Standard Chartered Plc estimates offshore trading of yuan has doubled to at least $6 billion a day, giving investors more confidence to invest in the currency using options, forwards and Dim Sum bonds.
Average daily transactions in Hong Kong surged from $3 billion in the past year, said Charles Feng, Standard Chartered’s regional head for fixed-income trading in the city. Trading in offshore options in the currency swelled to between $300 million and $500 million per day, according to J.P. Morgan Private Bank, which is buying the contracts for its clients. HSBC Holdings Plc says combined yuan deposits and certificates of deposits in the city will rise 43 percent this year to 1 trillion yuan ($161 billion).
Dim Sum bonds have been rallying for a record six consecutive weeks as the central bank announced plans to accelerate the opening up of capital markets to foreigners and allow cross-border yuan loans. The average yield on the securities fell five basis points last week to 3.5 percent, the lowest since October 2011, a Deutsche Bank AG index showed. That compares with an average 2.62 percent for global corporate debt, according to Bank of America Merrill Lynch data.
“Offshore yuan liquidity is unambiguously improving,” said Cliff Tan, East Asian head of global markets research at Bank of Tokyo-Mitsubishi UFJ Ltd. in Hong Kong. “In particular, there is more official sector activity in the first days of the year. This flow is very promising for central banks to get more involved.”
The yuan in Hong Kong climbed 0.5 percent this month and touched 6.1735 per dollar on Jan. 11, the highest since trading started in 2010, Bloomberg data show. The offshore rate was 6.1908 as of 11:24 a.m. local time today, a 0.45 percent premium to the spot rate of 6.2187 in Shanghai. Twelve-month non-deliverable forwards gained 0.8 percent in Hong Kong this month.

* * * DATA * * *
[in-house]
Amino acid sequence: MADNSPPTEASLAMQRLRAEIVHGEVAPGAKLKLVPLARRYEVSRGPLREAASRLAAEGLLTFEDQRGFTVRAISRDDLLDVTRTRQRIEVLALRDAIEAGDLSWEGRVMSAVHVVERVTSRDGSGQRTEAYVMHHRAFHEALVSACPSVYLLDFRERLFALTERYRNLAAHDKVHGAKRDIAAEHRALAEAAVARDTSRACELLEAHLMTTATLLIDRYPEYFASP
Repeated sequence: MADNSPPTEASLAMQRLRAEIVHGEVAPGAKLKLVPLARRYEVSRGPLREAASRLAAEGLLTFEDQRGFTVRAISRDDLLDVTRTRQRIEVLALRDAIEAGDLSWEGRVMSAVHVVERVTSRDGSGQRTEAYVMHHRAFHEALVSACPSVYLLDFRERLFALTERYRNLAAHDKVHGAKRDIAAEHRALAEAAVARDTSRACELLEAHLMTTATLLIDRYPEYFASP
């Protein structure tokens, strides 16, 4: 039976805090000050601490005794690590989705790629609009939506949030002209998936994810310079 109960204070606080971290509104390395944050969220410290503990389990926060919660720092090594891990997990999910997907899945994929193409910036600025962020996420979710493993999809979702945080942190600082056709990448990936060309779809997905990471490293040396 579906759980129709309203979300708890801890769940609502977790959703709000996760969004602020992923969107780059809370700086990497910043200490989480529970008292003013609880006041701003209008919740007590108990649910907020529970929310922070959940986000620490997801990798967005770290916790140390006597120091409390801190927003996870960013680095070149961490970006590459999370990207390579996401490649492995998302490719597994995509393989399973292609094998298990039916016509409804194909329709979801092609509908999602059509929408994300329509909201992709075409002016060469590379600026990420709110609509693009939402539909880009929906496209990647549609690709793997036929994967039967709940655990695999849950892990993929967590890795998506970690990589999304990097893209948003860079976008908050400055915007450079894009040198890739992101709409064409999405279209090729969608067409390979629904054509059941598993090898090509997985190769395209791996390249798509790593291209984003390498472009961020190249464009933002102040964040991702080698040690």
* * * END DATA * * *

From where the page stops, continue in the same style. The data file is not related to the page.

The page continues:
One-year implied volatility on the offshore yuan, a measure of expected moves in exchange rates used to price options, was 2.4 percent today, down from 4.4 percent a year ago, data compiled by Bloomberg showed. Comparable gauges are 10 percent for the Brazilian real, Russian ruble and India’s rupee.
The yield on Chinese government Dim Sum bonds due June 2022 was 3.06 percent today, compared with 1.84 percent for 10-year U.S. Treasuries, Bloomberg data show.
“We have been utilizing high carry and low volatility for our clients in the offshore renminbi via its burgeoning options market,” said Erik Wytenus, Hong Kong-based head of foreign exchange and commodities at J.P. Morgan Private Bank in Asia. “This allows for a beneficially asymmetric risk profile for these strategic positions.”
Hong Kong’s Dim Sum bond market is increasingly offering attractive yields as long as buyers are selective, said Adam K. Tejpaul, managing director for the investment business of JPMorgan Chase & Co.’s private bank unit in Asia. The yield on Caterpillar Inc.’s Dim Sum bonds due 2014 was 2.53 percent at the end of last week, compared with 0.58 percent on its similar-maturity dollar debt. The machinery maker is rated A at Standard & Poor’s.
China backed Hong Kong’s status as the major offshore yuan hub in its latest five-year economic plan and is seeking to curb reliance on the use of dollars in international trade and investment. The city “will consolidate and expand the offshore yuan business,” in particular cross-border trade settlement and sales of yuan-denominated securities, Leung Chun-ying, Hong Kong Chief Executive said in a Jan. 16 policy address.
Central bank governor Zhou Xiaochuan said on Dec. 31 the country will “deepen” financial reform in 2013. The government may soon announce details for a cross-border yuan loan program in Qianhai, a trial zone near Hong Kong, China Securities Journal reported Jan. 9, citing Wang Jinxia, a spokesperson for the Qianhai management bureau. Hang Seng Bank Ltd., a Hong Kong-based subsidiary of HSBC, will arrange the first yuan loan to Qianhai Co., the lender said Dec. 31.